This morning I participated in a Toledo Naturalists’ Association field trip to Wiregrass Lake Metropark. I joined this organization months before I moved to Toledo, but this was my first opportunity to join them on a field trip. The purpose of today’s outing was to find dragonflies, but we also looked at birds, butterflies, flowers, and moths.
And I found that I really enjoyed being with a group of people with such varied interests. When we found a wildflower, there was someone who knew exactly what it was and whether it was native or invasive. When we found a moth, someone else knew that one. And quite a few of us knew the birds as well. What a fun and educational morning!
Even without paying much attention to the birds, I recorded 26 species during our walk, including Veery, Wood Thrush, and Yellow-breasted Chat, all singing their beautiful songs.
This is an Eastern Tailed-blue butterfly (Cupido comyntas). This adorable little critter was less than an inch across. The identification key to this species are the orange spots on the hindwing, and the little tail spikes.
This is my first photo of a Fragile Forktail (Ischnura posita), and isn’t he a beauty? I call this photo “Green on Green” because of how the greens of the insect contrast nicely with the green foliage in the background. I find it very visually interesting. Can you see the green exclamation mark on his back?
And then we have one of my favorite damselflies, the Violet (Variable) Dancer (Argia fumipennis violacia). First of all, he’s purple! I mean, c’mon, how cool is that? And look at this guy — it looks like he’s taking a drink from a raindrop on the leaf. Seriously, this just makes me smile. (I don’t think they actually drink water like this, but still….)
I photographed another Variable Dancer perched on horsetail (above), an ancient plant that, to me at least, looks like a cross between bamboo and asparagus. It’s a very cool-looking plant, but you do not want it in your garden because it will spread everywhere, and it’s apparently a nightmare to eradicate.
This next picture was taken at the same location a couple days ago, and shows a Calico Pennant (Celithemis elisa) also perched on horsetail near a patch of Black-eyed Susans.
This last one is a photo I took of Wiregrass Lake a couple days ago when the water surface was calm enough to see the reflection of the clouds above. One of these days I’m going to get a kayak out on that lake and spend hours sneaking up on dragonflies….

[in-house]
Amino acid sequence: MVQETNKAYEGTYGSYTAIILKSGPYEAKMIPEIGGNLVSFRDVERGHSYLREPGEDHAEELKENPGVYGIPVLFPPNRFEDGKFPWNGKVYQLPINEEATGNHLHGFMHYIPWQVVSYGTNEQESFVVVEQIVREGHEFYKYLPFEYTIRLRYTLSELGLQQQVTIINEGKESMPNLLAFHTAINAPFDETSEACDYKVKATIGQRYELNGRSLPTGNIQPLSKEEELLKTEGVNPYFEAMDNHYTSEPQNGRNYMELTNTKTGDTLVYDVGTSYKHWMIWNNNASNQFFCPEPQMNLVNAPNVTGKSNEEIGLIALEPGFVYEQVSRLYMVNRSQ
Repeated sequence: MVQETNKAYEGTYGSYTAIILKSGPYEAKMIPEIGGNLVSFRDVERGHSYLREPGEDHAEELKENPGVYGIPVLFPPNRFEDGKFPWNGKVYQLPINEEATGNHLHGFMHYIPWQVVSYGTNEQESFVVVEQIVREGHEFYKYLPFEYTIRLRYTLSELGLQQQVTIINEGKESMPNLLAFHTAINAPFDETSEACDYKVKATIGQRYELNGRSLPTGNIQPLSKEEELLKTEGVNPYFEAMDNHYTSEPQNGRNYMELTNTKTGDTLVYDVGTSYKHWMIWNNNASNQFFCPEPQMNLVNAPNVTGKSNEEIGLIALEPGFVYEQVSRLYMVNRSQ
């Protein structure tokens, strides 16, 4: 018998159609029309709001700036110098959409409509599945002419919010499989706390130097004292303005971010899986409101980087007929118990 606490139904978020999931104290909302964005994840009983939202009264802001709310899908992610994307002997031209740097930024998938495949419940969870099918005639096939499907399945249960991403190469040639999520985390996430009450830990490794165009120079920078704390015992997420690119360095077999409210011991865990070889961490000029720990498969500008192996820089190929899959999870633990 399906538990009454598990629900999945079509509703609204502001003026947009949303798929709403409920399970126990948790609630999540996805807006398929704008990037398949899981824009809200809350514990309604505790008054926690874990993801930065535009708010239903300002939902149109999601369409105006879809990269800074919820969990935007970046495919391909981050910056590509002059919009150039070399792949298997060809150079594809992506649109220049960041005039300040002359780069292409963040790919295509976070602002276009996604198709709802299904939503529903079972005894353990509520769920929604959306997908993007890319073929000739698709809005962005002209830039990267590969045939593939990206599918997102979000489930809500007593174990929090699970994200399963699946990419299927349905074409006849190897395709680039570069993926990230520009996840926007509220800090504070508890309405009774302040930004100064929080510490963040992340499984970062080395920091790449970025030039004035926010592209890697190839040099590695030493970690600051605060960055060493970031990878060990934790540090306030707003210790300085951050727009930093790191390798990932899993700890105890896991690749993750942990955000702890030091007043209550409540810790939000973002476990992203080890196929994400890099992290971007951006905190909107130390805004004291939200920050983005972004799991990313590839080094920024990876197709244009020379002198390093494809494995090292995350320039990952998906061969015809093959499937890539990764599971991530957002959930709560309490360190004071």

I wish I could go on a hike like this every week, with a variety of subject-matter experts like we had today. Not only did my brain get what it needed, but my body got sunlight and fresh air, and my soul absorbed the sights and sounds of nature — a Gray Catbird chattering from the edge of the woods, a Green Heron flying high over the lake, a Comet Darner zipping back and forth along the shore as he patrolled his territory, and butterflies feeding on fragrant milkweed flowers. You know you’re getting some serious ecotherapy when you can feel your breathing slow as you turn your face to the sun and feel the gentle breeze across your cheeks. Yep, today reaffirmed what I’ve known for a long time: Nature Is (definitely) My Therapy.
This is right down your alley! I bet it was great to listen to the experts on the tour. Good group to join!
Stunning images, Kim!! I think this is some of your best! I felt totally calmed reading this and perusing your photos. Horsetail is prevalent in these parts and I find it an excellent place to find dragonflies, butterflies, frogs and.. snakes! When I lived in town I made the mistake of bringing it to my medium-sized fish pond water feature and it took over! But, it did make for a very natural look to the pond and it attracted all sorts of insect life, providing a bit of shade and sometimes food for the fish. I really need to look into its medicinal gifts…
Thanks, Lori! I’m glad you liked it. As for horsetail, it’s a shame that it’s so invasive, because it’s very interesting to look at. I read a little bit about its medicinal properties, which seem to be mainly as a diuretic and maybe also antioxidant. Here’s a page from the Univ. of Maryland that talks about that, as well as some precautions: http://www.umm.edu/health/medical/altmed/herb/horsetail
Beautiful images Kim, but that violet damselfly is really quite something special!
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